Shelters and pounds generally collect data on the postcodes where cats and kittens entering the shelter originated. These can be used to focus the desexing programs where they would be most effective, that is, in areas contributing to high intake and euthanasia. To reduce the “kitten tsunami”, and stop last summer’s kittens producing next summer’s kittens, desexing programs should begin from April and continue through winter and spring.
What is the evidence that targeted desexing works?
San Jose reported a 50% drop in cat shelter admissions using spey/neuter voucher program and calculated that the net savings to the county was $1.5 million over 4 years. (Kass PH, et al 2013).
Based on the data from ACT, mandated desexing does not appear to be very effective (Alberthson 2014), and given that any legislative change is costly (it may exceed $1million), this may not be the most cost-effective strategy. Responsible owners have their cats desexed without legislation, laisse faire owners do not, however, they also may not comply with legislation, and mandatory desexing legislation is not effective for people who do not perceive themselves as cat owners, although they are providing some care for a cat. Targeted desexing for cats has been shown to be effective, and without more evidence, the recommendation is to put resources into targeted desexing. Any combination of low-cost desexing clinics run by animal welfare agencies, desexing through participating veterinary clinics (subsidized by government and animal welfare agencies), and mobile vans run by animal welfare agencies are likely to be effective. If existing surgery facilities do not exist in the animal welfare agency, coopting existing veterinary clinics may the most cost-effective, because the building and surgery suites already exist, and cat owners develop a relationship with the veterinarian for ongoing health issues. Blacktown council’s experience was that $100 spent in the community subsidizing desexing for dogs, saved the council $200 from reducing dog entry into the pound (per comm Norm Blackman).
Ideally, mandated and targeted desexing could be trialed and compared in comparable councils and against a control council, to better evaluate the cost-effectiveness of the two strategies in Australian conditions.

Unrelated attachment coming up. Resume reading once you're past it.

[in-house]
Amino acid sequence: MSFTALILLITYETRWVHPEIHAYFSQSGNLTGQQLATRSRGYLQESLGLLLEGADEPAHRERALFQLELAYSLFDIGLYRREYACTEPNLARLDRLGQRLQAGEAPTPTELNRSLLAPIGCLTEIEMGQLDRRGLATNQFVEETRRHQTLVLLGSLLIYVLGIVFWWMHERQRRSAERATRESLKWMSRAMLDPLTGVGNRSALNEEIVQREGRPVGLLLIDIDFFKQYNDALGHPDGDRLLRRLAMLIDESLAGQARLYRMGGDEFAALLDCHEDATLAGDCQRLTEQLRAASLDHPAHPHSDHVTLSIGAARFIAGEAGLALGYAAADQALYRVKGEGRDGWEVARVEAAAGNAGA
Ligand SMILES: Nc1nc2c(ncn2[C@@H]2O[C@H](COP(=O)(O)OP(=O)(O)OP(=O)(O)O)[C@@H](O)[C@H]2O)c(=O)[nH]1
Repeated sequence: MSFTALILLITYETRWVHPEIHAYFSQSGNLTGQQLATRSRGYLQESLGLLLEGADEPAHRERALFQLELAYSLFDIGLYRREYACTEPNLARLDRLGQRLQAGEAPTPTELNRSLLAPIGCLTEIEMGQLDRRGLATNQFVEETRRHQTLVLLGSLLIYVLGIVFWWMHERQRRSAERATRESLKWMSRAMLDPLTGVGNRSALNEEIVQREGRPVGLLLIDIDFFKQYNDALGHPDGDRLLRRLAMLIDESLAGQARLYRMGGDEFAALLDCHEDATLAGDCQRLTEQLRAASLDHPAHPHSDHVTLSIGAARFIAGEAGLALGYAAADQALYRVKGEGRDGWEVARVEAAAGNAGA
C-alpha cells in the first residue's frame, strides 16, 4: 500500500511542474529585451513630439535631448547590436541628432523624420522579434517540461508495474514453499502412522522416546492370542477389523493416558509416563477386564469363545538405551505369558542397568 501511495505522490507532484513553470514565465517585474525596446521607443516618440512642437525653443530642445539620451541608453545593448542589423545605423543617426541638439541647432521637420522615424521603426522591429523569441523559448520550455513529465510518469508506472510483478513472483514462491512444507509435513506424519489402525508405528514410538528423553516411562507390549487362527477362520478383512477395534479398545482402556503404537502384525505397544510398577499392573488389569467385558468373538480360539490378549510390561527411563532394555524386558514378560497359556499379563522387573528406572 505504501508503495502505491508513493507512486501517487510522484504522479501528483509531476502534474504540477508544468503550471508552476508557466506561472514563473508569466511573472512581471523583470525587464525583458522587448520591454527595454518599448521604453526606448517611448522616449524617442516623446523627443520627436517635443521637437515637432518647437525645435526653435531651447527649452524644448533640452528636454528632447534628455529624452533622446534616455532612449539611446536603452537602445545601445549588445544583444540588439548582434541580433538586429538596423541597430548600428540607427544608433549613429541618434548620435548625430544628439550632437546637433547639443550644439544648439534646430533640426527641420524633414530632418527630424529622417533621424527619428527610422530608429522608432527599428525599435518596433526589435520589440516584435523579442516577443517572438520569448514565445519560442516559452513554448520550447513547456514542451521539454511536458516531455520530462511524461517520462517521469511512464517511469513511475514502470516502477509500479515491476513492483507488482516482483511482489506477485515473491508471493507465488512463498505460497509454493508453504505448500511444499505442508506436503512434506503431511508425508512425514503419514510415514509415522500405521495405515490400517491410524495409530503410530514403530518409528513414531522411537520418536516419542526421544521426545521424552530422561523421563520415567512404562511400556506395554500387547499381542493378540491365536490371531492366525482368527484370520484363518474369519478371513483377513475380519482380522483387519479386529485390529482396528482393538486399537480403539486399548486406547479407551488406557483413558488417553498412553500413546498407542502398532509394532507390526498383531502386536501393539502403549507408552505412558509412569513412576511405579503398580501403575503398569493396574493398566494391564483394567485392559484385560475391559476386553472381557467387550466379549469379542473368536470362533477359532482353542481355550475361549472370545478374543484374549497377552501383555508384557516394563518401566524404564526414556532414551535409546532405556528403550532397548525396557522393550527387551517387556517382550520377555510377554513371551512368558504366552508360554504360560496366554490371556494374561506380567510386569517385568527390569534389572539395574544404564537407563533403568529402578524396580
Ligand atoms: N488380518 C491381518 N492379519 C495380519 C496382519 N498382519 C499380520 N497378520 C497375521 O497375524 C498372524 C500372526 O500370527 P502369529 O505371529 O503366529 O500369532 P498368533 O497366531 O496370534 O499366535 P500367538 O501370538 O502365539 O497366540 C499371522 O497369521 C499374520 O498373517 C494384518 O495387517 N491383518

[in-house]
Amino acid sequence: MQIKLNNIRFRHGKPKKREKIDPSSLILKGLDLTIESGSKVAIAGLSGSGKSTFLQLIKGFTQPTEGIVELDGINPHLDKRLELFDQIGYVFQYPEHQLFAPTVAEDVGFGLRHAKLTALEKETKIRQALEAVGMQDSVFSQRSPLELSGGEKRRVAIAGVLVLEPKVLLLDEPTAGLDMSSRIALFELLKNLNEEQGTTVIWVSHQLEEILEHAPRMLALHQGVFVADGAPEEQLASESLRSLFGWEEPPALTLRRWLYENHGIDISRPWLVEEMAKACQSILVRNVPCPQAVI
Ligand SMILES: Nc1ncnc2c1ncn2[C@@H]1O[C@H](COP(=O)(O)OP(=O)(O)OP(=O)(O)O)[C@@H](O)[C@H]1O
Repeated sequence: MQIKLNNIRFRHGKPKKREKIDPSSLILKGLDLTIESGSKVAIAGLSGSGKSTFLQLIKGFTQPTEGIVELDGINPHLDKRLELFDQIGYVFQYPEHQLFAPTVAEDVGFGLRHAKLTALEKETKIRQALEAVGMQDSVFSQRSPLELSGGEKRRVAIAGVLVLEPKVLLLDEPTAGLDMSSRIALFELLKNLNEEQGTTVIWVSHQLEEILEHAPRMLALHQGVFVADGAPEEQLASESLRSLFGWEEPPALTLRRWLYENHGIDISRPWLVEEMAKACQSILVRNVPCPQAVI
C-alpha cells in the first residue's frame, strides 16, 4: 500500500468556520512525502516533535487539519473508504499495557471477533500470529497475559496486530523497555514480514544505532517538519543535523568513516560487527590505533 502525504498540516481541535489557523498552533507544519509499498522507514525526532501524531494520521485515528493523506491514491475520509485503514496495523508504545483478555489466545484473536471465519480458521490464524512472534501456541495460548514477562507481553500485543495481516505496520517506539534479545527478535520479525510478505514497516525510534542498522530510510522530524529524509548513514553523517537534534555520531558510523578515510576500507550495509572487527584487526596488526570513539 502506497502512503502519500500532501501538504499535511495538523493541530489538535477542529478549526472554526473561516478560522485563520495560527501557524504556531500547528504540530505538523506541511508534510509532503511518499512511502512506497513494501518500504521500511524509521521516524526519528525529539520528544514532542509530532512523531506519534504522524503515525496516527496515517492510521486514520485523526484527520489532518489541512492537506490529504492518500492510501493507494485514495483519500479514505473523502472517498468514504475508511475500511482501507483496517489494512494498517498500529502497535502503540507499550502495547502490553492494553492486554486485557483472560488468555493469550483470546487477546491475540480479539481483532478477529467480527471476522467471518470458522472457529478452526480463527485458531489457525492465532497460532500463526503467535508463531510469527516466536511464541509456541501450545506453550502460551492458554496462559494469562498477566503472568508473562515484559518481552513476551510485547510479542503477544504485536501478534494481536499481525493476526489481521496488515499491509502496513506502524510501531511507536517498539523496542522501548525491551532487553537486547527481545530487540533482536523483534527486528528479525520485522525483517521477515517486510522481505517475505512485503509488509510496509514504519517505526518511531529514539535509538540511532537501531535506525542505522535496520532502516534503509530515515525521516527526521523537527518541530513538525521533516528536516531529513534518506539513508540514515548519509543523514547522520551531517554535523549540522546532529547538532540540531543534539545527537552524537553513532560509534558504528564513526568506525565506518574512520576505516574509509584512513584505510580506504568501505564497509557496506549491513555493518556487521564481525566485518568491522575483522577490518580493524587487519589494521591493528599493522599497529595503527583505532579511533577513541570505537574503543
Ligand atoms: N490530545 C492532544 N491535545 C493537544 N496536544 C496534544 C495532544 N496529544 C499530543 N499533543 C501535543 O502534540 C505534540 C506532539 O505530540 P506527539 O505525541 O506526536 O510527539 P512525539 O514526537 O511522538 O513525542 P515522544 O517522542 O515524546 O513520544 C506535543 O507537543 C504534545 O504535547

Strategy 4: Confinement to property
Facts supporting the strategy
Because 35% of adult strays, and 42% of adult council admissions are desexed, it is likely that likely many of these are owned-cats are wanderers. Owners delay longer looking for their lost cat compared to dog owners. In USA, the average time to call or visit an animal control agency was 1 day for dogs, compared to 3 days cats (Lord et al., 2007). However, the minimum holding period for cats is 3 days in many Australian states. Strategies which keep cats on their owner’s property will help to keep cats safe. What if every owned cat was confined on the owner’s property – would there be as many stray cats euthanased in shelters and pounds? Various options exist including relatively inexpensive cat-proof fencing and invisible electronic fencing. These methods of containment maintain environmental enrichment and physical activity, which 24 hour confinement in the home does not, and home confinement predisposes to obesity and diabetes (Sloth, 1994; Robertson, 1999; Scarlett et al, 1994; 1998). Keeping Cats Safe and Good Cats Play at Home booklet(Council of the City of Gold Coast),
To prevent adult cats straying and keep them safe, it is recommended that cats be confined to the owner’s property. Mandated containment should be trialed and evaluated in selected areas, and the cost-effectiveness compared with a voluntary system of incentives or subsidies, combined with appropriate social marketing messages to increase uptake.
Strategy 5: Identification
Facts supporting the strategy